Brussels has reacted to the coronavirus epidemic by suspending the EU’s use-it-or-lose it rules on airport landing slots, freeing airlines to halt “ghost flights” in which planes have been taking off without any passengers.
The aviation sector has been badly hit by the crisis after a collapse in customer demand and the requirement under EU rules that they use 80% of their allocated slots or risk losing them to a competitor.
Airlines from across Europe have been unnecessarily burning their way through thousands of tonnes of fuel flying near empty planes at a time when takings are down and are expected to plummet further.
The UK and its airlines remain tied to the EU rulebook until the end of 2020. Virgin Atlantic is among the carriers flying planes that are “almost empty” to keep takeoff and landing slots.
The European commission president, Ursula von der Leyen, said she feared the situation for the aviation industry would only worsen in coming days and weeks.
“The coronavirus outbreak has a major impact on the European and international aviation industry. We see that the situation is deteriorating on a daily basis, and traffic is expected to decline further. And this is why the commission will put forward very rapidly legislation regarding the so-called airport slots,” she said.
“We want to make it easier for airlines to keep their airport slot, even if they do not operate flights in those slots, because of the declining traffic.”
Von der Leyen said it was a temporary measure aimed at helping the industry and environment. “It will relieve the pressure on the aviation industry and in particular on smaller airline companies, but it will also decrease emissions by avoiding the so called ghost flights. When airlines fly, almost empty planes, simply to keep that slot.”
Ciarán Cuffe, a Green MEP, said he was concerned that Von der Leyen had not given a timeline for the suspension and had instead called for swift agreement on her proposal by the EU council of ministers and the European parliament, which was not currently voting as a result of the epidemic.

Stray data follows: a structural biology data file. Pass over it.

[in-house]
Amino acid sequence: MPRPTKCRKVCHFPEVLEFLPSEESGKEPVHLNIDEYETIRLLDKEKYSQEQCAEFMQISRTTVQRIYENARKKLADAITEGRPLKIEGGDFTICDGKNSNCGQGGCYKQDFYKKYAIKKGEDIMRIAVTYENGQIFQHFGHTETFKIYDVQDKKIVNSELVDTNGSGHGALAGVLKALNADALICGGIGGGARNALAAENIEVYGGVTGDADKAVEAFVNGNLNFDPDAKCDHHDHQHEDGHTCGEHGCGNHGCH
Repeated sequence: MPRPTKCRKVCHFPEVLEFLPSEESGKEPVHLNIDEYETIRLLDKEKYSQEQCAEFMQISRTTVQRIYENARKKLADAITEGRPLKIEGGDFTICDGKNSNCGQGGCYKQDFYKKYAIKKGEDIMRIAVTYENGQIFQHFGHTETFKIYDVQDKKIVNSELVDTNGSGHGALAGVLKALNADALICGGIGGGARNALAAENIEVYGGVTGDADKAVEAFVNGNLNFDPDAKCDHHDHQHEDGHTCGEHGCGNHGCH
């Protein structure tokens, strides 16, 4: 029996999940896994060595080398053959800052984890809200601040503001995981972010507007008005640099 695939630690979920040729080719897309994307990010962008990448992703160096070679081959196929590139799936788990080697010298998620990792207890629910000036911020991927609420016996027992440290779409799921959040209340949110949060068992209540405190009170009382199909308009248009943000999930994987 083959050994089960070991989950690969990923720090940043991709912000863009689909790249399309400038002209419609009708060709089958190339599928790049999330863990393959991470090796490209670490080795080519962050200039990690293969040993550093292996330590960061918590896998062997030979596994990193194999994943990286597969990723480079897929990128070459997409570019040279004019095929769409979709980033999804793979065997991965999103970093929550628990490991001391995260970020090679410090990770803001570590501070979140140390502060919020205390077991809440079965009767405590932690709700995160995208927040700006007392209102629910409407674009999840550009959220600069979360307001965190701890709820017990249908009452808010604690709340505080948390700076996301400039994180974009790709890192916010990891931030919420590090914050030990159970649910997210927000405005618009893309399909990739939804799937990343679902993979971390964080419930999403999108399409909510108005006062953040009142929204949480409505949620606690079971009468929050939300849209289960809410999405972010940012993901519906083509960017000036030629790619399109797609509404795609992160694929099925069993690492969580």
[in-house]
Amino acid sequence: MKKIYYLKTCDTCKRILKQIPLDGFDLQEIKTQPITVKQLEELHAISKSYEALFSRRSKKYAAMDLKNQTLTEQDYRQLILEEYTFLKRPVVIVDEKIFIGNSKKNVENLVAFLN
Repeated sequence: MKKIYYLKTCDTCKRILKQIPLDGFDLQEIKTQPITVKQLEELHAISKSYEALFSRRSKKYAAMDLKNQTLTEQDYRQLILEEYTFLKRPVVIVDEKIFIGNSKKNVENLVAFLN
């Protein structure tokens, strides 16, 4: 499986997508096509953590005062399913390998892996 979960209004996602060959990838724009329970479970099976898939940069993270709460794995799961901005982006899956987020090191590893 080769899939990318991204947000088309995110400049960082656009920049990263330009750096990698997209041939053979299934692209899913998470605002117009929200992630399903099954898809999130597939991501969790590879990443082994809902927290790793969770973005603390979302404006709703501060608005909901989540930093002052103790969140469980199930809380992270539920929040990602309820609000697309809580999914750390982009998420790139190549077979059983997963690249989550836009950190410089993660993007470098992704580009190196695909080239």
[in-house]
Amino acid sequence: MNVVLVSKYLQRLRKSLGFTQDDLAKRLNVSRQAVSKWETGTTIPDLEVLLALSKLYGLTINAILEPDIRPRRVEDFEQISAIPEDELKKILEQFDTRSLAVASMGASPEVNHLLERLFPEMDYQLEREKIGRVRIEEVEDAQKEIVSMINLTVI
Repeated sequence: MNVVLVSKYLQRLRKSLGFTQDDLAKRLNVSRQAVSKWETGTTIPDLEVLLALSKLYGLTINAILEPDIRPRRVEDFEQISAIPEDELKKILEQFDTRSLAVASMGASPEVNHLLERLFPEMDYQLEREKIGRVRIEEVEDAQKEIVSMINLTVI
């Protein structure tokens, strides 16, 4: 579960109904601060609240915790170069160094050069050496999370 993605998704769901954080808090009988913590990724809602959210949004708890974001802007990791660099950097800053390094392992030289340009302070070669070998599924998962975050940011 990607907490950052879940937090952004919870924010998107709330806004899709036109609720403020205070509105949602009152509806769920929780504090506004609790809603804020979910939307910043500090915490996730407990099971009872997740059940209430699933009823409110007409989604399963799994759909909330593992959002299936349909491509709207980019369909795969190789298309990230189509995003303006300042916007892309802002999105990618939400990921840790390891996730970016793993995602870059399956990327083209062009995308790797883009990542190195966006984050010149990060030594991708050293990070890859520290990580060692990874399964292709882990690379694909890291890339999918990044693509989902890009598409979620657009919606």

Cuffe said: “It’s worrying. I would hope she can use emergency commission powers rather than wait for the European parliament to commence voting again.”
Several large airlines have been hit hard by the outbreak and were taking emergency measures to cut their costs.
The International Air Transport Association estimates the industry could lose $113bn (£87bn) in sales.
ACI Europe, which represents European airports, said its initial assessment was that passenger numbers between January and March would drop by 14%. “The Covid-19 epidemic is turning into a shock of unprecedented proportions for our industry,” the director general, Olivier Jankovec, said.
On Tuesday, British Airways suspended all flights to and from Italy, the European country in which the virus has had its biggest impact so far.
Ryanair said no flights would serve Italy from Saturday until 9 April and easyJet has cancelled dozens of its flights to the country. Air France is reducing its traffic to Italy by half throughout March.
Spain has also banned direct flights between Italy and its airports, which amount to 9% of all Spanish international air traffic. About 16 million passengers took flights between the two countries last year.
Beyond Italian routes, the third largest low-cost airline in Europe, Norwegian Air Shuttle, plans to cut 15% of its capacity –about 3,000 flights over the next three months – after a slump in demand. The company said it would also temporarily lay off a significant share of its workforce.
The Dutch-French consortium Air France-KLM said its Paris-based division would cancel 3,600 flights this month.
In the US, American Airlines and Delta Air Lines reported on Tuesday that they were no longer confident of their 2020 financial forecasts and would reduce their flight capacity.
Ed Bastian, Delta’s chief executive, said: “As the virus has spread, we have seen a decline in demand across all entities, and we are taking decisive action to also protect Delta’s financial position.”
Qantas has already grounded the majority of its A380 jets, and cut management pay by 30%. The chief executive, Alan Joyce, has said he would take no salary for the rest of 2020.
Korean Air’s chief executive, Woo Kee-hong, has reportedly warned staff that the company was at risk of collapse unless the virus was brought under control swiftly.